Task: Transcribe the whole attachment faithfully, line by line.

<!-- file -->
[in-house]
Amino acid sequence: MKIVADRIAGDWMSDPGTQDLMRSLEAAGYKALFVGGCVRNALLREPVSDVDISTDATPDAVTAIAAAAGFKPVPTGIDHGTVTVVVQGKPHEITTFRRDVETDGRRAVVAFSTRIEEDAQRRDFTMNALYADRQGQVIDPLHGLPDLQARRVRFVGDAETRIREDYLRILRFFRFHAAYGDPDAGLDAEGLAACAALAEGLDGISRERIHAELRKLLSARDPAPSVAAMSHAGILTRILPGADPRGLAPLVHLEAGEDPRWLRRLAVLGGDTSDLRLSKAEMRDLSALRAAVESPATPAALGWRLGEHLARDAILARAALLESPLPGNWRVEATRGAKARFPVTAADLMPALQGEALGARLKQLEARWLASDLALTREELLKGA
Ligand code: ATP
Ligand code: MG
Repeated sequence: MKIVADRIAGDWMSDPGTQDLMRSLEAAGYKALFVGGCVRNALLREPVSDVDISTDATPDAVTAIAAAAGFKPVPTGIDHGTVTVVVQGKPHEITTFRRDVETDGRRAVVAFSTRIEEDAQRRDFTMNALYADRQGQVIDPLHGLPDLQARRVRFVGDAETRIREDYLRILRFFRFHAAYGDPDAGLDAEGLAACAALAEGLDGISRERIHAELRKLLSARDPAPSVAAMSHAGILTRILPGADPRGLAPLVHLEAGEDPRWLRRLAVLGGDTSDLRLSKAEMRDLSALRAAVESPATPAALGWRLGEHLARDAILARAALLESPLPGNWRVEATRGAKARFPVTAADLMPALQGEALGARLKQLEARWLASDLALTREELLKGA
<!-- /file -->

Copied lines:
[in-house]
Amino acid sequence: MKIVADRIAGDWMSDPGTQDLMRSLEAAGYKALFVGGCVRNALLREPVSDVDISTDATPDAVTAIAAAAGFKPVPTGIDHGTVTVVVQGKPHEITTFRRDVETDGRRAVVAFSTRIEEDAQRRDFTMNALYADRQGQVIDPLHGLPDLQARRVRFVGDAETRIREDYLRILRFFRFHAAYGDPDAGLDAEGLAACAALAEGLDGISRERIHAELRKLLSARDPAPSVAAMSHAGILTRILPGADPRGLAPLVHLEAGEDPRWLRRLAVLGGDTSDLRLSKAEMRDLSALRAAVESPATPAALGWRLGEHLARDAILARAALLESPLPGNWRVEATRGAKARFPVTAADLMPALQGEALGARLKQLEARWLASDLALTREELLKGA
Ligand code: ATP
Ligand code: MG
Repeated sequence: MKIVADRIAGDWMSDPGTQDLMRSLEAAGYKALFVGGCVRNALLREPVSDVDISTDATPDAVTAIAAAAGFKPVPTGIDHGTVTVVVQGKPHEITTFRRDVETDGRRAVVAFSTRIEEDAQRRDFTMNALYADRQGQVIDPLHGLPDLQARRVRFVGDAETRIREDYLRILRFFRFHAAYGDPDAGLDAEGLAACAALAEGLDGISRERIHAELRKLLSARDPAPSVAAMSHAGILTRILPGADPRGLAPLVHLEAGEDPRWLRRLAVLGGDTSDLRLSKAEMRDLSALRAAVESPATPAALGWRLGEHLARDAILARAALLESPLPGNWRVEATRGAKARFPVTAADLMPALQGEALGARLKQLEARWLASDLALTREELLKGA